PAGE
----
Dušan Makavejev’s anarchic 1974 comedy goes even further than his previous W.R., depicting more trangressions than the average viewer’s imagination could conjure up.
From Time Out London:
Potentially one of the most scandalous films ever made—except that it has been little seen outside France and has not aged well. Seemingly completely episodic, the ‘plot’ follows the adventures of a beauty queen (Laure), a certified virgin who escapes a disastrous honeymoon with the richest man in the world to join a group of carefree sensualists. The latter are the once-notorious Otto Muehl troupe, who delight in pissing and shitting as a public spectacle. This is cross-cut with the journey of the good ship SS Survival (which sports Karl Marx for a masthead) on the Seine. Laure herself sought legal suppression of certain shots which, in their blanked out form, ironically suggest even more sexual activity on her part. Sadly, this highly idiosyncratic melange of sex and politics, for all its liberating pretensions, only served to put Makavejev’s career back a good few steps. –David Thompson Continue reading
A group of space researchers leaves earth to find freedom. Their spaceship crashes on the dark side of the moon. Shortly afterwards, all are dead save for the children and one adult. They create their own society, characterized by shamanism and the worship of fire. The last adult survivor is called the Old Man, who is both worshipped and loathed. The Old Man leaves the group of children for the mountains and sends his video diary in a rocket back to Earth. A space researcher named Marek (Andrzej Seweryn) receives the video diary and travels to the moon. When he arrives he is welcomed by the group of children as the messiah, seeing him as the reincarnation of the Old Man. Continue reading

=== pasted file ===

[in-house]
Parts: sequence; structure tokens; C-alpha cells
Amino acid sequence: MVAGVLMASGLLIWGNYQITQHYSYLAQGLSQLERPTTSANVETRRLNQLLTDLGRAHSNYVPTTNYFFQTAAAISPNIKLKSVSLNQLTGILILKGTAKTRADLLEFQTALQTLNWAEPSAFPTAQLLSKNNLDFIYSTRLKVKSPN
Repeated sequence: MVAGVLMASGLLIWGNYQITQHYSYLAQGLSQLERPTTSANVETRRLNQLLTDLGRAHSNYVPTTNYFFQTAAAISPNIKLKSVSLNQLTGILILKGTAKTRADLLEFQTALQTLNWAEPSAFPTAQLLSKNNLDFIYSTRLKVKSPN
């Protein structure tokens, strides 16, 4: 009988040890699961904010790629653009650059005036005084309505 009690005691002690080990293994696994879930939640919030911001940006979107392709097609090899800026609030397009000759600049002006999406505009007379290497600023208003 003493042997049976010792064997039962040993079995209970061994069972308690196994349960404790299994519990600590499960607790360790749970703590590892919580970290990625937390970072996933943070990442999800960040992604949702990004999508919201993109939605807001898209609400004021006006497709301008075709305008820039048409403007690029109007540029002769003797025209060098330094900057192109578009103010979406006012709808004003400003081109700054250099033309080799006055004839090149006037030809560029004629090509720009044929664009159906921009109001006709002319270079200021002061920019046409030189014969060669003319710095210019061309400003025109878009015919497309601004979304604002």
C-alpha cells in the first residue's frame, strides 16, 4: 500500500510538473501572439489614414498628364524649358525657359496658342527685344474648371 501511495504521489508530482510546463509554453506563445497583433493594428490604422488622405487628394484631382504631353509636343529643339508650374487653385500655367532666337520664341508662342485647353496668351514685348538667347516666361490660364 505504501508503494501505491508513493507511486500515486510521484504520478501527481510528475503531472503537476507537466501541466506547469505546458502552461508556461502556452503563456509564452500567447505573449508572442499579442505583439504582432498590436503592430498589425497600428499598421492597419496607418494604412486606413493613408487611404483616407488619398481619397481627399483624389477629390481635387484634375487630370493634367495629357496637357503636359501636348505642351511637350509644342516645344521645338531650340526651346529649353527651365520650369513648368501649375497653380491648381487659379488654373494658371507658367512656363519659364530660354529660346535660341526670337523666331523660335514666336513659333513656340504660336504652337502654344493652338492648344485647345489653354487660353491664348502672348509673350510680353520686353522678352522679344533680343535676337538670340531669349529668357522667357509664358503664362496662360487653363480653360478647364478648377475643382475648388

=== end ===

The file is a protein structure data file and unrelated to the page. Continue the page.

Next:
September 16th 2011. The TV news networks, newspapers, blogs, websites and radio stations are all reporting on one story: Allegedly – star author Michel Houellebecq, winner of the prestigious Prix Goncourt in 2010, has been abducted. Some members of the media go so far as to suggest that Al-Qaeda may be involved.
For the next few days, the news ripples through literary circles and members of the press, feeding buzz and speculation. A brazen kidnapping? An identity crisis? A plan to escape abroad? A schizophrenic delirium?
Michel will never provide the media with any rational explanation for what happened to him.
Michel Houellebecq. Who is he really? A good writer? A great author? Even more than that? The most widely read living French writer in the world? The most hated and the most respected one? Does he deserve to be classified among those celebrated enfants terribles of our national prose, right there next to Artaud, Céline, Genêt or Gracq?
In a murky, sometimes confusing tale about a future dystopia in which people are waiting — and waiting — for a rescue ship called the Ark, there are several good one-liners, but they are outnumbered by the puzzling riddles and symbolism that permeate the story. The flotsam and jetsam of humanity are huddled together in an underground labyrinth after civilization as we know it has been obliterated by the Bomb. The survivors are protected by a dome which a repairman notes is bound to crack before the Ark arrives because it was constructed under a one-year plan. The hero of the film searches for the origins of the myth about the Ark and along the way falls in love with a prostitute. It seems the world’s oldest profession has also survived the nuclear holocaust. Continue reading